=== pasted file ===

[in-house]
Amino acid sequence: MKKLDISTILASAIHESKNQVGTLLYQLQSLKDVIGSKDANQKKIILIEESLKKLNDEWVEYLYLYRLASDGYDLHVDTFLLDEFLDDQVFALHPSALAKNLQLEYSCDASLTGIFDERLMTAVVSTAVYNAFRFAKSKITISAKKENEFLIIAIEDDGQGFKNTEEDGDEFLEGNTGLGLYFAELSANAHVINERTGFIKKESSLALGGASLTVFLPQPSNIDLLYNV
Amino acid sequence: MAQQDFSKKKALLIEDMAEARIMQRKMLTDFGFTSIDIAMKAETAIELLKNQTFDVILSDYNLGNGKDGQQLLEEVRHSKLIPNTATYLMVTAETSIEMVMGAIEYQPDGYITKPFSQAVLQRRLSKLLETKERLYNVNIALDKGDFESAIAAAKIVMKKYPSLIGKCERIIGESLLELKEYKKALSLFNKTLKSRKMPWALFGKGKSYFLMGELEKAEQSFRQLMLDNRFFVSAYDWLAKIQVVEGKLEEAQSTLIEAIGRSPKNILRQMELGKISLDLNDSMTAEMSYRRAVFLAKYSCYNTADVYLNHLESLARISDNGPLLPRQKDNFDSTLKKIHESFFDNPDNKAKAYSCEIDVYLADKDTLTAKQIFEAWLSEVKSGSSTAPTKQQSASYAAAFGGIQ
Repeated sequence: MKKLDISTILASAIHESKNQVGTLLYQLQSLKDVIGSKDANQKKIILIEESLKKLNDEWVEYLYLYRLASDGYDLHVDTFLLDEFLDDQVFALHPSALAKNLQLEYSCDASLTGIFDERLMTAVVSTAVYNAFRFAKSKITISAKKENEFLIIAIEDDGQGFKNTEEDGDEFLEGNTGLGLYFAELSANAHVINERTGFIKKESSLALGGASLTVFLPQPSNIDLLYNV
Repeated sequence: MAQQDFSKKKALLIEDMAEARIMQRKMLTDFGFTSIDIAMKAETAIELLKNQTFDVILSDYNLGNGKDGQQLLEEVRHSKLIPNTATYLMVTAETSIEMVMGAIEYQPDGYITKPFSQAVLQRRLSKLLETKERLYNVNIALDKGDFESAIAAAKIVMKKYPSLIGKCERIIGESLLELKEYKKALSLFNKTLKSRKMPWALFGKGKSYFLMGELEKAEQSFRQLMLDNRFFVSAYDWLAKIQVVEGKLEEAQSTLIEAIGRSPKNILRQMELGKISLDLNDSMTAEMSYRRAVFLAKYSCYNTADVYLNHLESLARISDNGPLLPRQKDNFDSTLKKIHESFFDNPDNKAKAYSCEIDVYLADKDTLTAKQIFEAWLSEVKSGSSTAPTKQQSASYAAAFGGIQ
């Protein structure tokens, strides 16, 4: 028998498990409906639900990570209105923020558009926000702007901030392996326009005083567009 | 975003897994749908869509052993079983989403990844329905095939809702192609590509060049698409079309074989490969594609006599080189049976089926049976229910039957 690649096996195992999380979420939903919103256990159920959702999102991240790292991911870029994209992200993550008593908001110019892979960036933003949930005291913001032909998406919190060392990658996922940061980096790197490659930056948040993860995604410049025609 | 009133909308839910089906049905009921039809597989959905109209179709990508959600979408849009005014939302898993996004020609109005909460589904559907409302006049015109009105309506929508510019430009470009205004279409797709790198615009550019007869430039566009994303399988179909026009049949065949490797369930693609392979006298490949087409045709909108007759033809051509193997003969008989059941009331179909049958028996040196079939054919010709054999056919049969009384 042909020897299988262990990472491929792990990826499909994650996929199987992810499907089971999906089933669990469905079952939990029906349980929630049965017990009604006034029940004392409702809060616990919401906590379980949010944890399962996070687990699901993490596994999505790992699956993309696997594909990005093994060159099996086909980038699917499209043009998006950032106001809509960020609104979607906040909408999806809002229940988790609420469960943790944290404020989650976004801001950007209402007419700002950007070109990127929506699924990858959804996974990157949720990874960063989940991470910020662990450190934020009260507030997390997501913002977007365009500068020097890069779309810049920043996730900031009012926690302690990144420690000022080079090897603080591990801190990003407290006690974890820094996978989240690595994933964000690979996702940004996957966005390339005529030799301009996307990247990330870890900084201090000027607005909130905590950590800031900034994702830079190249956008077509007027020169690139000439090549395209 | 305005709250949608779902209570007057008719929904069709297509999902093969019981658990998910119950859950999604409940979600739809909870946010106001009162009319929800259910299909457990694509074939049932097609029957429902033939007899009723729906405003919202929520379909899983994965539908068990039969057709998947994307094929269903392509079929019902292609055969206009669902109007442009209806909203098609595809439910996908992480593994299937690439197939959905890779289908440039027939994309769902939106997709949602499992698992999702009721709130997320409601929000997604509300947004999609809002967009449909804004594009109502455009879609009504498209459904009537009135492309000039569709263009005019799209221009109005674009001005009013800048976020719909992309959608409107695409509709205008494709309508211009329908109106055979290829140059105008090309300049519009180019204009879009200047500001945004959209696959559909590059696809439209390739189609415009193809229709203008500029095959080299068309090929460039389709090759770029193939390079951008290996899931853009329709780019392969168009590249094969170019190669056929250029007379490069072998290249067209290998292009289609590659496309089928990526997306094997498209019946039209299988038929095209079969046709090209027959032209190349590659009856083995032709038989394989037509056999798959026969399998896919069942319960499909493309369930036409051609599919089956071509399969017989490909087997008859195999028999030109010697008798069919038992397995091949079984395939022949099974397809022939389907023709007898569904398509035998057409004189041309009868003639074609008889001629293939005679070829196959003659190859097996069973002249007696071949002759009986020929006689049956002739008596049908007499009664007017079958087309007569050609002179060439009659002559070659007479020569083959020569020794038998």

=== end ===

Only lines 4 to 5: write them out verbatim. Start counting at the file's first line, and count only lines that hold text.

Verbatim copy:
Repeated sequence: MKKLDISTILASAIHESKNQVGTLLYQLQSLKDVIGSKDANQKKIILIEESLKKLNDEWVEYLYLYRLASDGYDLHVDTFLLDEFLDDQVFALHPSALAKNLQLEYSCDASLTGIFDERLMTAVVSTAVYNAFRFAKSKITISAKKENEFLIIAIEDDGQGFKNTEEDGDEFLEGNTGLGLYFAELSANAHVINERTGFIKKESSLALGGASLTVFLPQPSNIDLLYNV
Repeated sequence: MAQQDFSKKKALLIEDMAEARIMQRKMLTDFGFTSIDIAMKAETAIELLKNQTFDVILSDYNLGNGKDGQQLLEEVRHSKLIPNTATYLMVTAETSIEMVMGAIEYQPDGYITKPFSQAVLQRRLSKLLETKERLYNVNIALDKGDFESAIAAAKIVMKKYPSLIGKCERIIGESLLELKEYKKALSLFNKTLKSRKMPWALFGKGKSYFLMGELEKAEQSFRQLMLDNRFFVSAYDWLAKIQVVEGKLEEAQSTLIEAIGRSPKNILRQMELGKISLDLNDSMTAEMSYRRAVFLAKYSCYNTADVYLNHLESLARISDNGPLLPRQKDNFDSTLKKIHESFFDNPDNKAKAYSCEIDVYLADKDTLTAKQIFEAWLSEVKSGSSTAPTKQQSASYAAAFGGIQ